Distinct topographies of ΔmPower between tPBM and thermal stimulations

As shown above, Figs. 3 and 4 have quantified group-level topographies of sham-subtracted ΔmPower (or SS_ΔmP) under tPBM and thermo_stim conditions, respectively, for five frequency bands and three time periods. Next, to observe topographical differences of SS-ΔmP between the two stimulation conditions, we calculated group-averaged differential topographies between them, as defined by Δ(SS_ΔmP) = \({SS\_\Delta mPower}_{i-tPBM}^{f}-{SS\_\Delta mPower}_{i-thermo}^{f}\), and shown by the left-most column of each of the two sub-panels for alpha and beta bands in Fig. 5. Furthermore, we conducted two-sample permutation tests between corresponding topographies of SS_ΔmP given in Figs. 3 and 4 at all five frequency bands and time periods. This analysis resulted in the two middle columns of each sub-panel in Fig. 5, illustrating the significant difference of the baseline-normalized, sham-subtracted spatial distributions of EEG alpha and beta power changes between tPBM and thermal stimulations (i.e., Eqs. (4a)–(4b)) during (b) 0–4 min tPBM/sham, (c) 4–8 min tPBM/sham, and (d) 2-min recovery. Specifically, Fig. 5 includes two sets of p-value maps at α = 0.05 and 0.01 significance levels after FDR corrections, as well as topographies of effect sizes (ES) between SS-tPBM and SS-thermo_stim effects. Since no significant differences in SS_ΔmP values were found between tPBM and thermo_stim conditions at delta, theta, and gamma bands, the respective topographies are given only in Supplementary Information B.

Figure 5
figure 5

(a) Outlines the protocol timing: 2-min baseline, 0–4 min and 4–8 min temporal periods for tPBM/thermo_stim, and 8–10 min recovery. (b)–(d) show group-averaged differential topographies of Δ(SS_ΔmP) (see text for definition) between tPBM and thermo_stim conditions, p-value maps after FDR correction at significance levels of 0.05 and 0.01 based on two-sample permutation tests, and effect size (ES) maps between SS-thermo and SS-tPBM conditions during 0–4 min tPBM/thermo_stim, 4–8 min tPBM/thermo_stim, and 8–10 min recovery, respectively, at alpha and beta frequency bands. In the p-value maps, the red dots denote the electrodes where tPBM created significant increases in sham-excluded ΔmPower compared to those with thermal stimulation. No blue dots are shown in any of the p-value topographies at three temporal segments of alpha and beta bands.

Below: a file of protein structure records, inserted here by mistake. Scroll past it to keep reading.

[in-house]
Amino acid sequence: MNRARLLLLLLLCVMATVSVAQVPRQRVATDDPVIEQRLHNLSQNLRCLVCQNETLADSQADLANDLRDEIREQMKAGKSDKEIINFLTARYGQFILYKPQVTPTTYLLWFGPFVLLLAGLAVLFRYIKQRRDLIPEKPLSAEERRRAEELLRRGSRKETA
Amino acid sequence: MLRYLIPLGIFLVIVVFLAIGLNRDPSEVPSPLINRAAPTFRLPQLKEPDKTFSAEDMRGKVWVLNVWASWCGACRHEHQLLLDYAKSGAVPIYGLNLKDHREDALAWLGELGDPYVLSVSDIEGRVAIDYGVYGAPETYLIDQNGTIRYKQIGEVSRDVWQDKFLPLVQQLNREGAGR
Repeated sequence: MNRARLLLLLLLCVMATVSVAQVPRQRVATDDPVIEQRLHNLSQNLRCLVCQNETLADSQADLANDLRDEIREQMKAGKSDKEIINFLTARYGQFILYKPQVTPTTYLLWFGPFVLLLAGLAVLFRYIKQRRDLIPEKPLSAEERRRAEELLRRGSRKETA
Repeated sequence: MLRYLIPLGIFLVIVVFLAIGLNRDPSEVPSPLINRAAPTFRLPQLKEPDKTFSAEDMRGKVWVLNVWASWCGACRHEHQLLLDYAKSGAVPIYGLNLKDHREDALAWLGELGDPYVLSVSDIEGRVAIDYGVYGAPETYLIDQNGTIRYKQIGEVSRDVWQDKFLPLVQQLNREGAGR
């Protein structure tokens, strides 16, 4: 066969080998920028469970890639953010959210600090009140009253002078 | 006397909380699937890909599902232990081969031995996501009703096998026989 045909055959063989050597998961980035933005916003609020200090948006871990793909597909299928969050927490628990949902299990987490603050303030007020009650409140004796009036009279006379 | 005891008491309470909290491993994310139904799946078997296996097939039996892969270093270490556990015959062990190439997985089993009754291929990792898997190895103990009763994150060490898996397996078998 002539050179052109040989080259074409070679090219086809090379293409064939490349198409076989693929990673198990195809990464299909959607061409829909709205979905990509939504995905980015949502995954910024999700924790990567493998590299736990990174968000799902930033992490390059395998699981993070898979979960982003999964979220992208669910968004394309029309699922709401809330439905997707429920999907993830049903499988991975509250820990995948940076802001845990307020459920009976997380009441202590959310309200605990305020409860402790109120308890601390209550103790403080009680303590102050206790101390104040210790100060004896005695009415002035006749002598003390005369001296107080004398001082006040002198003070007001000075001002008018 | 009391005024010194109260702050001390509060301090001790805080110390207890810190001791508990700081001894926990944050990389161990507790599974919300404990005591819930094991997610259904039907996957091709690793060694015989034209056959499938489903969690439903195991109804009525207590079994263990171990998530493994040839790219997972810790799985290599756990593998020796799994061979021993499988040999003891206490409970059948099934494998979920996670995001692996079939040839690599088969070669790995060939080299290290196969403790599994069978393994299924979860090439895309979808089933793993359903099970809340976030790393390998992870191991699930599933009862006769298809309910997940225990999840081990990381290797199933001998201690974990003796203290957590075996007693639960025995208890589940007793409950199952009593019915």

As seen in Figs. 3 and 4, thermal stimulation created opposite effects on sham-subtracted ΔmPower or SS_ΔmP spatial distributions in alpha and beta bands with respect to those by tPBM. This opposite effect gave rise to larger differential changes (i.e., ΔSS_ΔmP) between the two stimulation conditions, as further supported by large effect sizes (ES > 0.8) shown also in Fig. 5. Since ES is independent of sample size44,45, Fig. 5 illustrated that tPBM-induced ΔmPower changes were significantly higher than those by thermo_stim in the anterior–posterior regions for the alpha band and in the central-posterior regions for the beta band during the 8-min stimulation and 2-min post-stimulation period.

Discussion

In this study, we recorded scalp EEG before, during, and after tPBM/sham from a group of 49 human subjects and thermo_stim/sham from another group of 14 human subjects under the eyes-closed resting state. Percent changes in EEG powers with respect to the baseline were compared between the active and its sham measurements for each of the two groups. The sham-subtracted ΔmPower topographies from the tPBM group (n = 46) were compared with the sham-subtracted ΔmPower topographies from the thermo_stim group (n = 11). In this way, we rigorously (1) characterized the sham-excluded changes in brain EEG powers under tPBM and thermo_stim conditions, respectively, and (2) presented the evidence that the thermal stimulation did not generate the same alpha and beta power changes as those by tPBM.

tPBM-induced alterations in EEG ΔmPower at alpha, beta, and delta bands

Figure 3 illustrates that tPBM significantly enhanced ΔmPower values during the last half period of tPBM in the anterior–posterior regions for alpha oscillations and in the central region for beta oscillations under eyes-closed resting state. These results are in good agreements with those taken under eyes-open resting state, as we reported before15,16. The alpha power is believed to be related to wakefulness46, cognition-related brain functions (memory encoding, attention, and brain network synchronization)47,48,49, and collaboration of thalamocortical and cortico-cortical interactions 50. Previous studies have demonstrated that 1064-nm laser enabled significant behavioral improvements in cognitive functions using the same experimental protocol3,9,10,11,51. Putting all these results together, we speculate that improvement of human cognition by tPBM may be associated with alpha power increases and potential stimulation to the anterior–posterior network, which is an executive network that assists rapid instantiation of new tasks by interacting with other control and processing networks52.